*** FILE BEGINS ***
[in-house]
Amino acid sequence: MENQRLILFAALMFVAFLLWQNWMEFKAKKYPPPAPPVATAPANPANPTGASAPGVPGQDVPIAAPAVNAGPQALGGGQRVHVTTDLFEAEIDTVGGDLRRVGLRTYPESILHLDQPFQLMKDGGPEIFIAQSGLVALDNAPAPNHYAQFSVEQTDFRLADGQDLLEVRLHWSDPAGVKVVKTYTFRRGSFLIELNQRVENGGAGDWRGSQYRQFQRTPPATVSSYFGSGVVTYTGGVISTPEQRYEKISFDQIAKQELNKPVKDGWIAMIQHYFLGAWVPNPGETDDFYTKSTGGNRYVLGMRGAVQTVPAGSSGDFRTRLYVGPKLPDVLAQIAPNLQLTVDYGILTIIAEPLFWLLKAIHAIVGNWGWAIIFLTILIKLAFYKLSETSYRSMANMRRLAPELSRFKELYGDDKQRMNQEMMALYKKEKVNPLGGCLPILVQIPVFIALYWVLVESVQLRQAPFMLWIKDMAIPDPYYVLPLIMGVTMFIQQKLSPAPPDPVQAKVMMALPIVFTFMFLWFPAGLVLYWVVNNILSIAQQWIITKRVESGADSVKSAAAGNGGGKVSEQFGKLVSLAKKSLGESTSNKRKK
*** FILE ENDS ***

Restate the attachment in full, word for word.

[in-house]
Amino acid sequence: MENQRLILFAALMFVAFLLWQNWMEFKAKKYPPPAPPVATAPANPANPTGASAPGVPGQDVPIAAPAVNAGPQALGGGQRVHVTTDLFEAEIDTVGGDLRRVGLRTYPESILHLDQPFQLMKDGGPEIFIAQSGLVALDNAPAPNHYAQFSVEQTDFRLADGQDLLEVRLHWSDPAGVKVVKTYTFRRGSFLIELNQRVENGGAGDWRGSQYRQFQRTPPATVSSYFGSGVVTYTGGVISTPEQRYEKISFDQIAKQELNKPVKDGWIAMIQHYFLGAWVPNPGETDDFYTKSTGGNRYVLGMRGAVQTVPAGSSGDFRTRLYVGPKLPDVLAQIAPNLQLTVDYGILTIIAEPLFWLLKAIHAIVGNWGWAIIFLTILIKLAFYKLSETSYRSMANMRRLAPELSRFKELYGDDKQRMNQEMMALYKKEKVNPLGGCLPILVQIPVFIALYWVLVESVQLRQAPFMLWIKDMAIPDPYYVLPLIMGVTMFIQQKLSPAPPDPVQAKVMMALPIVFTFMFLWFPAGLVLYWVVNNILSIAQQWIITKRVESGADSVKSAAAGNGGGKVSEQFGKLVSLAKKSLGESTSNKRKK